Establishing the Coach-Principal Partnership

 

For an instructional coaching program to successfully impact educator learning that drives increased student learning, it is critical that the principal and coach align their thinking, goals and plans.

Sebastian Wren and Diana Vallejo writing in Effective Collaboration Between Instructional Coaches and Principals,  identify several critical elements for successful instructional coaching initiatives, including the coach-principal partnership.

“The instructional coaching model has tremendous potential, both good and bad. Instructional coaches can be the wind in the sails of a struggling school or they can be the anchor. There is growing evidence that instructional coaches can be a driving positive force in a school, but only if certain conditions are met…

…there is one critical topic that is only beginning to get long-needed attention in the instructional coach literature—the placement of the instructional coach within the school and the working relationship the coach should have with the principal and other administrators within the school.”

In Coaching Matters, from Learningforward, Joellen Killion and others provide suggestions and examples that can assist in developing a written coach-principal agreement.

It is critical that coach and principal function as a team and are seen by staff as being “on the same page.” A teacher should discover that as she implements changes discussed with a coach, her principal notices and reinforces those efforts. It should be obvious to the staff that issues addressed in their faculty meetings align with topics of PLC and coaching conversations sparked by the coach. This does not mean there isn’t confidentiality in coaching conversations. It means the common focus on student achievement and the thoughts about the necessary student behaviors to produce that achievement are in place.

Scheduling the time, especially uninterrupted, for the necessary coach/principal conversations is often difficult.  Summer may provide the perfect opportunity for the instructional coach to call the principal and request a coffee hour to catch up and/or establish a plan for the start of the new year. Here are some questions that a coach might use in such a dialogue with consideration to varying partnership situations. (Mix and match as appropriate)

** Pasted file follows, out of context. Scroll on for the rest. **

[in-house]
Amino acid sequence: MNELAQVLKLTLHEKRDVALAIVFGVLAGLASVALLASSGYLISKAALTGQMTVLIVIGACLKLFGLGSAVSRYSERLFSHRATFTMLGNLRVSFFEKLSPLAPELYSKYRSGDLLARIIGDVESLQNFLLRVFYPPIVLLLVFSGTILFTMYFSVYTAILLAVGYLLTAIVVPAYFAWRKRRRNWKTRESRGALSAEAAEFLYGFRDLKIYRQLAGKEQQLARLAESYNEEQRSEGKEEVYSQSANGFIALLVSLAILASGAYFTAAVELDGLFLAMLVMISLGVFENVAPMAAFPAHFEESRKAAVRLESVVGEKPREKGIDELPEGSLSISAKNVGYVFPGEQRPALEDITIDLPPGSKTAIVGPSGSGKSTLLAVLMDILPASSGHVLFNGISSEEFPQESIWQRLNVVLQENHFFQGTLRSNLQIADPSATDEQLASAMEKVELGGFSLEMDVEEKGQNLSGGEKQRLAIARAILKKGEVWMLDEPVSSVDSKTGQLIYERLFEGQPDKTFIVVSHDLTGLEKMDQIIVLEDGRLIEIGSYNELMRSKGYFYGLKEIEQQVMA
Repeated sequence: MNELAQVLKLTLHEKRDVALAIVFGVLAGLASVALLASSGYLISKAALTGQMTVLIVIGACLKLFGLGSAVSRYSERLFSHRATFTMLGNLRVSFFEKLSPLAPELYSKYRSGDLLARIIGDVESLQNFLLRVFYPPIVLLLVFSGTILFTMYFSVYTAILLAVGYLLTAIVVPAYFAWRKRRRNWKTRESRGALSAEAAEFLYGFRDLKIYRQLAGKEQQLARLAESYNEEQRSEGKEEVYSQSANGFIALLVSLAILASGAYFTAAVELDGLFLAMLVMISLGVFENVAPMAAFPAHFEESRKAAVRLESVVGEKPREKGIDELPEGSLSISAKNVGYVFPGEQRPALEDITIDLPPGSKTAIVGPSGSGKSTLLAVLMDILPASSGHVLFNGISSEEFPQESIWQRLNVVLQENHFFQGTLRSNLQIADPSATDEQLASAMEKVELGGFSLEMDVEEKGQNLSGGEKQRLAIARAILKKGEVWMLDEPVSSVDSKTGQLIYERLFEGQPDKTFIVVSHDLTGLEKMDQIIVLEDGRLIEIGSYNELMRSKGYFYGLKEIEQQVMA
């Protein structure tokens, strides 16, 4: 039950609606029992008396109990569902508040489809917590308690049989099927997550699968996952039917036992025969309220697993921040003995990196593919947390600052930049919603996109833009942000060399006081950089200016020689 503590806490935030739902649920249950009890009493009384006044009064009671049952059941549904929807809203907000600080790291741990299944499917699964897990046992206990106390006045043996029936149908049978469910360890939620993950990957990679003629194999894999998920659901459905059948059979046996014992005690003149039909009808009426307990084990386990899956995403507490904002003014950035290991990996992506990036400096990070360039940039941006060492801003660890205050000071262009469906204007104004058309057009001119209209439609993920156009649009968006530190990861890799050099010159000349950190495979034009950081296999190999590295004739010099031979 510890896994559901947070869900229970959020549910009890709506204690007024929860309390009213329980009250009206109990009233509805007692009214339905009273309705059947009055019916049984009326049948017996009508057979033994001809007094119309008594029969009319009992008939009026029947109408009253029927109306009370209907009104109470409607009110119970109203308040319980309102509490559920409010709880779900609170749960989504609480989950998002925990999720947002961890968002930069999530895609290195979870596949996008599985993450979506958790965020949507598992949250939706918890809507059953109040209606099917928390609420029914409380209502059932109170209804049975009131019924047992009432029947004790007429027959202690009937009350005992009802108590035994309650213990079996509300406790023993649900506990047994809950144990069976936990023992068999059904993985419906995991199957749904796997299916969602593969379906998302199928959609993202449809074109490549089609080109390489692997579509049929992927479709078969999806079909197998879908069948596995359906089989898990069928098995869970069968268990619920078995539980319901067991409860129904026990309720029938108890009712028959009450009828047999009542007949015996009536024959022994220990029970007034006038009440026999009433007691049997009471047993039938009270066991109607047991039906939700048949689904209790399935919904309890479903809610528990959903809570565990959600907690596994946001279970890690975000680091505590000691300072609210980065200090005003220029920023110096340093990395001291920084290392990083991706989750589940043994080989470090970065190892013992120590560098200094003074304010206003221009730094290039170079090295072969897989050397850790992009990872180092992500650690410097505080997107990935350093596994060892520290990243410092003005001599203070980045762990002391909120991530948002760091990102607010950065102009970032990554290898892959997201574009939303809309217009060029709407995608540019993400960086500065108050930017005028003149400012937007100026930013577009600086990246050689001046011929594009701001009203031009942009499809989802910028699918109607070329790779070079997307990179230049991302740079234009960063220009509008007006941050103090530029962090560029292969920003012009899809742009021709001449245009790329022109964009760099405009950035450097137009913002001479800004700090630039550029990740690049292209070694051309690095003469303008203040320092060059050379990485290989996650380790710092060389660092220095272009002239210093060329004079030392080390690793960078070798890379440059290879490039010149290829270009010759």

Coach and principal both returning, having worked together last year.

What do you identify as our greatest success last year in student learning?

What did you notice in classroom observations that would have led you to predict that success?

What do you see as our focus for student growth this year?

What changes will teachers need to make to gain the student behaviors we need?

What would you see and hear students doing that would tell you the teacher changes are in place?

How would my work support the changes we need?

What do you believe you will need to do?

How should we plan to communicate the plan to the staff?

Principal returning and coach is new to the school

What are some of the strongest student achievement results the school is getting?

What do you believe are the staff efforts that are getting those results?

Where are you envisioning the next desired increase in student achievement?

What will you need to get students to do to reach that result?

What will that require teachers to do?

How should I begin my work to support those efforts?

Coach returning and the principal is new

What have your experiences been coaching, being coached and working with school based coaches?

How does the role of a coach fit into promoting the school culture you will want to develop?

What questions do you have for me?

How can my work assist you as you begin knowing and guiding student achievement success?

Coach and principal are new to the school

What have your experiences been coaching, being coached and working with school based coaches?

How does the role of a coach fit into promoting the school culture you will want to develop?

What do you know about the school that will focus our beginning work? What do we need to find out?

What are some of the initial impressions and messages you want the staff to receive?

How can I best support the start of that work?

If you are a principal and your coach doesn’t request a summer conversation, consider sending an invitation. Then forward this blog. I believe there is real value in the coach hearing your responses. I’d love to hear the experiences of anyone experimenting with these questions. Good luck in building your partnerships.

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Steve Barkley

For the past 35 years, Steve has served as a consultant to school districts, teacher organizations, state departments of education, and colleges and universities nationally and internationally, facilitating the changes necessary for them to reach students and successfully prepare them for the 21st century. Read more…